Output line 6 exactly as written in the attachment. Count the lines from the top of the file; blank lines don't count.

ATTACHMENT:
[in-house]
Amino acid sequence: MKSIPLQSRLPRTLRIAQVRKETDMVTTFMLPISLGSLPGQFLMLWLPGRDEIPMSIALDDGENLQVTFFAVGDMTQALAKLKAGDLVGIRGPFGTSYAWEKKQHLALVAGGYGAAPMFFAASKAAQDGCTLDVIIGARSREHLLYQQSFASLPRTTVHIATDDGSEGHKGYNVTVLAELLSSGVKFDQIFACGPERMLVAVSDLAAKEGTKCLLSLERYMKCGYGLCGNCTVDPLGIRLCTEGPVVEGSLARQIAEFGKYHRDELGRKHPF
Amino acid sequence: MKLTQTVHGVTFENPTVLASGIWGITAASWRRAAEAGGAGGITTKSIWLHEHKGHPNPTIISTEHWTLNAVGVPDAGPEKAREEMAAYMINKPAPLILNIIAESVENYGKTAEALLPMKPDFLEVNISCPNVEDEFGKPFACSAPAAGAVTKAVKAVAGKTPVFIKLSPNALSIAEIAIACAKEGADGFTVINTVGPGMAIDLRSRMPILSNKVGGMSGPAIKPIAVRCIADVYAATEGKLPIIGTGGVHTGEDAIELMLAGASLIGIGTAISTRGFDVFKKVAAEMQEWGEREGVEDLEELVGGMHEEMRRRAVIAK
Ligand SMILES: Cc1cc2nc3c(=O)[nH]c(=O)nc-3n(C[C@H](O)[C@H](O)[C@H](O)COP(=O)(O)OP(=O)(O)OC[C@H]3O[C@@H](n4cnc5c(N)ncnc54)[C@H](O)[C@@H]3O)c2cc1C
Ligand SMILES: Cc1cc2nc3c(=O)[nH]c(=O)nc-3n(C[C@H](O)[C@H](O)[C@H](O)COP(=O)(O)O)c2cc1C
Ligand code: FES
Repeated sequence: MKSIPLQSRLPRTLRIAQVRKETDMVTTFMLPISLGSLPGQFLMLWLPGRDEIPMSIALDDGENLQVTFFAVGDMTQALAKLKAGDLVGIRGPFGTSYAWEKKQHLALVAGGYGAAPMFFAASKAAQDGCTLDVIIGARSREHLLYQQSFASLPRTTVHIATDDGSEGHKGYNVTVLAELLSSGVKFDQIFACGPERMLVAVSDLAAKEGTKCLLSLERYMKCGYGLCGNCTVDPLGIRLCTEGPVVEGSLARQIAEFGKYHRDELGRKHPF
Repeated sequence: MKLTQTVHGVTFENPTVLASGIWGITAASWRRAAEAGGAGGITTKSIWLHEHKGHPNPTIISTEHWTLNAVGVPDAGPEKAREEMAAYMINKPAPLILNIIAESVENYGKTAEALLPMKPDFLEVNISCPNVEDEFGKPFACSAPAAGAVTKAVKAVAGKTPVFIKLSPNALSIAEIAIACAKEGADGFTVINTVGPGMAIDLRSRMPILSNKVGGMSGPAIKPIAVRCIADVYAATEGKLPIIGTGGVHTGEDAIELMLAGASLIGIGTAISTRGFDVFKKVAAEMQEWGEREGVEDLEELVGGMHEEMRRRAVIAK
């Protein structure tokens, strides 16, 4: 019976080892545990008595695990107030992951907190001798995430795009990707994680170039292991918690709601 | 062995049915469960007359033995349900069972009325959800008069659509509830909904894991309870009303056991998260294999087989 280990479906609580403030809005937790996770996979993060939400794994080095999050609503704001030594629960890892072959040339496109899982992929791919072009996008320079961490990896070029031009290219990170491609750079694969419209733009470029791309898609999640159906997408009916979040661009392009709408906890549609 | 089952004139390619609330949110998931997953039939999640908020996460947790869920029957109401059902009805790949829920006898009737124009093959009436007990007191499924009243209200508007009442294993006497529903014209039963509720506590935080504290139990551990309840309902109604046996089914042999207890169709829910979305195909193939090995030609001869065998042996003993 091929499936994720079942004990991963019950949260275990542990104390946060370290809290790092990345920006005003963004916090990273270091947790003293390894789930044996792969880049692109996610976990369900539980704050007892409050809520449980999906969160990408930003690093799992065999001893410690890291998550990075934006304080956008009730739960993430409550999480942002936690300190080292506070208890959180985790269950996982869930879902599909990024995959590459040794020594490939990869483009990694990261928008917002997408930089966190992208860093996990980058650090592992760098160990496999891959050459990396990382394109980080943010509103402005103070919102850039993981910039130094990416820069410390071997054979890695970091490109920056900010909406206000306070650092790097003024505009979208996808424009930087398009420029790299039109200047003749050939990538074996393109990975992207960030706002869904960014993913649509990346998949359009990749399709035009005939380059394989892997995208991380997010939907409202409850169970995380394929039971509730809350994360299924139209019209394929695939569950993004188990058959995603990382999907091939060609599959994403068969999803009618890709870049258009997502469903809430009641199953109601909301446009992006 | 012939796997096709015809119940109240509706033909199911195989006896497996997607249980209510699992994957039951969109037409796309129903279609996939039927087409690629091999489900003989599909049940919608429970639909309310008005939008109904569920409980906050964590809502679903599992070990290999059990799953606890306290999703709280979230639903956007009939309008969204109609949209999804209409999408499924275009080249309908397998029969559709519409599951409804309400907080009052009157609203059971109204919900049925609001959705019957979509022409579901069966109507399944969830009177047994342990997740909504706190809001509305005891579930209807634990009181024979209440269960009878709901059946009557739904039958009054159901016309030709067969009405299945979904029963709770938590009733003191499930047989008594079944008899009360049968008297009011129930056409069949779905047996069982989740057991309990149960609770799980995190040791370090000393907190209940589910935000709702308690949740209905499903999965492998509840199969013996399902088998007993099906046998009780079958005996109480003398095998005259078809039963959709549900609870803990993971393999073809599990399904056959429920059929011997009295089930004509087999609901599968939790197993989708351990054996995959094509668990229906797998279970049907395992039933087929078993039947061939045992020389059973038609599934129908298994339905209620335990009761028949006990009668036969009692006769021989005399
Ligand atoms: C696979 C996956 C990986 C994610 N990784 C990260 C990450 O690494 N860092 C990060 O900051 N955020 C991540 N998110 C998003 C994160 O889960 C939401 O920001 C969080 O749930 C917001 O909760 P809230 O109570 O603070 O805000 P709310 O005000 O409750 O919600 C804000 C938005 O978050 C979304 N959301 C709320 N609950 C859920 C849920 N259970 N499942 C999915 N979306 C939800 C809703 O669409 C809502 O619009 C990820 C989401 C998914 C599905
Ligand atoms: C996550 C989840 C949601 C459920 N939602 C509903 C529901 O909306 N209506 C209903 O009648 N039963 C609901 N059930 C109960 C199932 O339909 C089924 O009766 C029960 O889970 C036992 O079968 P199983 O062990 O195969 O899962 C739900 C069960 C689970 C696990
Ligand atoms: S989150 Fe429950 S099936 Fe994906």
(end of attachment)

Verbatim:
Ligand code: FES